The construction of this palace was ordered by the Count of the Valle de Salazar in 1681. The building has two floors, and an outstanding façade with central ornaments, a coat of arms and zoomorphic gargoyles. Since the 19th century it has been the episcopal seat of the Nivariense Diocese and has been declared an Asset of Cultural Interest. In 2006 the building was ravaged by fire and its restoration and reconstruction took 3 years.
The Leal theatre opened its doors in September 1915, and soon became one of the first venues that adequately met the needs required by 19th-century society, which was very demanding with regard to cultural events by the end of the century. It hosted all kinds of musical comedies, grand operas and floral games, as well as more popular events and festivals, thus democratising and bringing culture closer to the public. This was also the place where the first major film screenings took place. This went on until the ‘60s when it became the Teatro Leal de La Laguna, as we still know it today.
After the conquest of Tenerife, Garachico became the island’s main fishing and commercial port until a volcanic eruption destroyed it. The cobbled streets of Garachico have a rich and well-preserved architectural heritage from the 16th and 17th century, which is why this place was declared an Asset of Cultural Interest in 1994. It was also granted the royal status of Villa and designated as Port by King Alfonso XIII in 1916. On the coast of this municipality there are large estates where bananas are grown, while in the midlands, we find smallholdings where farmers practice subsistence agriculture.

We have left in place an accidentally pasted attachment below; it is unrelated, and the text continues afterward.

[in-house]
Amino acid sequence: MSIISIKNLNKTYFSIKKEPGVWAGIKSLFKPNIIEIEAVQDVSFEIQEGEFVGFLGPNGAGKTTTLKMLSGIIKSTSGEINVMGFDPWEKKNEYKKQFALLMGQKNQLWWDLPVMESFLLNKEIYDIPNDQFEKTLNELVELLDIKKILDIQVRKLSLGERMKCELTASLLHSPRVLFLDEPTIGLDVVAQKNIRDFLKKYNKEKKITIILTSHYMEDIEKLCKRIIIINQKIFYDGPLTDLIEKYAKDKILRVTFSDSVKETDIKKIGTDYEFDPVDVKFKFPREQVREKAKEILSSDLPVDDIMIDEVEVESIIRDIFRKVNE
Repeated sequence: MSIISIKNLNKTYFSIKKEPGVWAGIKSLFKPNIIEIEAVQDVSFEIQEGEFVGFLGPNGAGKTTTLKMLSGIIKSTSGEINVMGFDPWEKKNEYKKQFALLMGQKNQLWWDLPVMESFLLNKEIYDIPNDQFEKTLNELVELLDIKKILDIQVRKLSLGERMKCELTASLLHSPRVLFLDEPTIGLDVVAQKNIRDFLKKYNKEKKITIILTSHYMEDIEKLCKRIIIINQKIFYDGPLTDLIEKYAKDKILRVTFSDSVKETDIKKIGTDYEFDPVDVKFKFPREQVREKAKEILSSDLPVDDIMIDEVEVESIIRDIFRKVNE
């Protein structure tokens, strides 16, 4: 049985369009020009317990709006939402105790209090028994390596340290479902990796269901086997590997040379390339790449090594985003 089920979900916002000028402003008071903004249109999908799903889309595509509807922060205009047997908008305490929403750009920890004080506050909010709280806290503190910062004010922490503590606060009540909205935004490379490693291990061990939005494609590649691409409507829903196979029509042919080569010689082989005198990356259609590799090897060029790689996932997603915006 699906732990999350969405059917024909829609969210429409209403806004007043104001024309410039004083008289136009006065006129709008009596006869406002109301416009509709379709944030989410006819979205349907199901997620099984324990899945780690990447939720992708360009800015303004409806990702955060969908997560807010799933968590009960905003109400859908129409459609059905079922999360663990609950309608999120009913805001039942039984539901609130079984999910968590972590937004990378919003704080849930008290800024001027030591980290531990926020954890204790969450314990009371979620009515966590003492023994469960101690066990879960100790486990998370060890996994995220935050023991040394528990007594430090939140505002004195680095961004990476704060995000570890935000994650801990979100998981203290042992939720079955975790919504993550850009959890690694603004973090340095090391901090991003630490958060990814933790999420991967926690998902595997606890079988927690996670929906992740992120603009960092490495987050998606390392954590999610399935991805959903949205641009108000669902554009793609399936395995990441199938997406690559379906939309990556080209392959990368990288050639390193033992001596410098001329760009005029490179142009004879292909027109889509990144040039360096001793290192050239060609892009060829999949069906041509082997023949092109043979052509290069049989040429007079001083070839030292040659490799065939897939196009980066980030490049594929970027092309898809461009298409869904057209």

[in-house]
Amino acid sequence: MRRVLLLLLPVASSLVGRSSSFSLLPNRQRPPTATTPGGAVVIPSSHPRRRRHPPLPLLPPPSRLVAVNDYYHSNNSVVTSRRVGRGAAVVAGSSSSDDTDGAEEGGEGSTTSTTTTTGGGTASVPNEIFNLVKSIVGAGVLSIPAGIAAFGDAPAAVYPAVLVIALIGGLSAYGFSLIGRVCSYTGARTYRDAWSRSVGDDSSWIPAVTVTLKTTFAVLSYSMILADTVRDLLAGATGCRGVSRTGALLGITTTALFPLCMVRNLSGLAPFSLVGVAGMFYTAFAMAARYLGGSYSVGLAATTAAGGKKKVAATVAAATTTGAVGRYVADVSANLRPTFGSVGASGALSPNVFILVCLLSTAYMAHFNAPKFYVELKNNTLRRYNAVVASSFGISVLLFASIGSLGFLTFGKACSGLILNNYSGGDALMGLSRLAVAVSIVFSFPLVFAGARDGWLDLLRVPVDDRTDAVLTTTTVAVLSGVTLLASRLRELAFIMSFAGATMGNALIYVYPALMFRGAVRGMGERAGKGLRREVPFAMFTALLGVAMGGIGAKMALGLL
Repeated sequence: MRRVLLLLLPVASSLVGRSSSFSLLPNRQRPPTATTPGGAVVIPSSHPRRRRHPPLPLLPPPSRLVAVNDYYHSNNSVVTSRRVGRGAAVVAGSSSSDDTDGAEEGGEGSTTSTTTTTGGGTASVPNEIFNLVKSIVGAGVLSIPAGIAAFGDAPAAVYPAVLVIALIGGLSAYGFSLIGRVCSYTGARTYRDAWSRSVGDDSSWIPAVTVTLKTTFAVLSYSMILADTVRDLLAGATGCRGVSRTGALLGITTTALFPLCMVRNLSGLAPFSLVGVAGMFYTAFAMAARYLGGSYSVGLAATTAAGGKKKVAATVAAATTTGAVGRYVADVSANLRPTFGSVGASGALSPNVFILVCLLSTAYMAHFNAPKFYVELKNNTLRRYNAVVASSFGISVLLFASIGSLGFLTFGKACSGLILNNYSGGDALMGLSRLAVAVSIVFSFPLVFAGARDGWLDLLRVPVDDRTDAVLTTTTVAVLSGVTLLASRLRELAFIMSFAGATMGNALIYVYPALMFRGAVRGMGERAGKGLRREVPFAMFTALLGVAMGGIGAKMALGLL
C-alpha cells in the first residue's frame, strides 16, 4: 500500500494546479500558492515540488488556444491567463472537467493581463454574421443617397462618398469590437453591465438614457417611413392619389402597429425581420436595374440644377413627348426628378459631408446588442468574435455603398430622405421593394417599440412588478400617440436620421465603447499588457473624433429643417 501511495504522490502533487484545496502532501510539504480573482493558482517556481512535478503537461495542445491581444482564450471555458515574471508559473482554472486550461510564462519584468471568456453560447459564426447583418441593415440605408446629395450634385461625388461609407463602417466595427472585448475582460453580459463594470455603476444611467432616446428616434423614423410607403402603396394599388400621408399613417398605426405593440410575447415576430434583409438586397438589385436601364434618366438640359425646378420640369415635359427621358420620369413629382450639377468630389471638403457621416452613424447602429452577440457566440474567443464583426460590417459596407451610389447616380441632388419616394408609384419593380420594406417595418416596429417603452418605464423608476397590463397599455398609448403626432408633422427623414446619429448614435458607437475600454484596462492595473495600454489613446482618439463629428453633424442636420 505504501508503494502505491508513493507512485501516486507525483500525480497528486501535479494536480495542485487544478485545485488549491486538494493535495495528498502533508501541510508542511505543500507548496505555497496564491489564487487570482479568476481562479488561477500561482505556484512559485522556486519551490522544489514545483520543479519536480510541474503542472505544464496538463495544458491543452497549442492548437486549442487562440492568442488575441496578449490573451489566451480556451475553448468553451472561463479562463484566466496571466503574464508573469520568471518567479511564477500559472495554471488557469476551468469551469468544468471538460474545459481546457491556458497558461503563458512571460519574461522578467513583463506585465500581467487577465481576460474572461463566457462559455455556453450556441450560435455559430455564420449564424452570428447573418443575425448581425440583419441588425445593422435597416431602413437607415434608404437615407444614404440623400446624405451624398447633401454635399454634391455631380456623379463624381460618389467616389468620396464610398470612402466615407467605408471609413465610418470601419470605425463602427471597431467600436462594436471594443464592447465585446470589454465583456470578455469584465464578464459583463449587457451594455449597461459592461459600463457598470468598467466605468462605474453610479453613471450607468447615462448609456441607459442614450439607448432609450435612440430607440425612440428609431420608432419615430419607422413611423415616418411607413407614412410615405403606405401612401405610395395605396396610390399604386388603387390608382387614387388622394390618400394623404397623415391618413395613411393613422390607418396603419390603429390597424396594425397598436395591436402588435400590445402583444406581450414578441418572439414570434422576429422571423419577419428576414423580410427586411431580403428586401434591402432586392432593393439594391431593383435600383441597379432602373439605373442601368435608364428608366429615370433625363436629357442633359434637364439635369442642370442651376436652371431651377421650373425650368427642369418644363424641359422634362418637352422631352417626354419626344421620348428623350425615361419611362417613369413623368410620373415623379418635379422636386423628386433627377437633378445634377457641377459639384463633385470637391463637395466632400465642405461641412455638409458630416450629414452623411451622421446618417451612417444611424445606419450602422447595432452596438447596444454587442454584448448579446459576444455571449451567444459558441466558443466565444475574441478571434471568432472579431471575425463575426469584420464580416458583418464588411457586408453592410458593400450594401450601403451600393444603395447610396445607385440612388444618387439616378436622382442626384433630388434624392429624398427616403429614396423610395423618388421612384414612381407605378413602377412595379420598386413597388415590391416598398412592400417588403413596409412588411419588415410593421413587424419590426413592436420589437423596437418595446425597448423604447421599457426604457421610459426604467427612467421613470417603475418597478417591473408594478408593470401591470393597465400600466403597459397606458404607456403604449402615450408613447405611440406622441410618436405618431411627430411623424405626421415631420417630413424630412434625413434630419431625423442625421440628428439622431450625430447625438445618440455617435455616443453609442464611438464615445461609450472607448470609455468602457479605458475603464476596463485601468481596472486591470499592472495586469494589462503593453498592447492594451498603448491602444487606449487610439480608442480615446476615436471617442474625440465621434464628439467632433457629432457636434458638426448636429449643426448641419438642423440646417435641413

The history of this municipality, which dates back to the 16th century, has remained almost intact to this day. It is located at the most north westerly tip of the island and its main heritage assets are its historic quarter and the hamlets of Masca and El Palmar. The Church of Los Remedios and its square stand right at the heart of this historic quarter, which was declared an Asset of Cultural Interest in 2005. This is a great spot for you to experience the local way of life and customs. In the surrounding areas you will find institutions and buildings of great heritage significance.
Located right at the heart of a valley that bears the same name, La Orotava stands out for its perfectly preserved buildings, which is why the historic quarter of this municipality -which stands at an altitude of 390 metres above sea level- was declared a Historic-Artistic Site in 1976. Its streets are dotted with buildings of great heritage value and special corners of great importance to the municipality. This area is known for the classic balconies that dot the façades of its traditional buildings, the floral and volcanic sand carpets that every year are laid on the streets of La Orotava to celebrate the Corpus Christi, and its traditional Holy Week celebrations, held since the 17th century.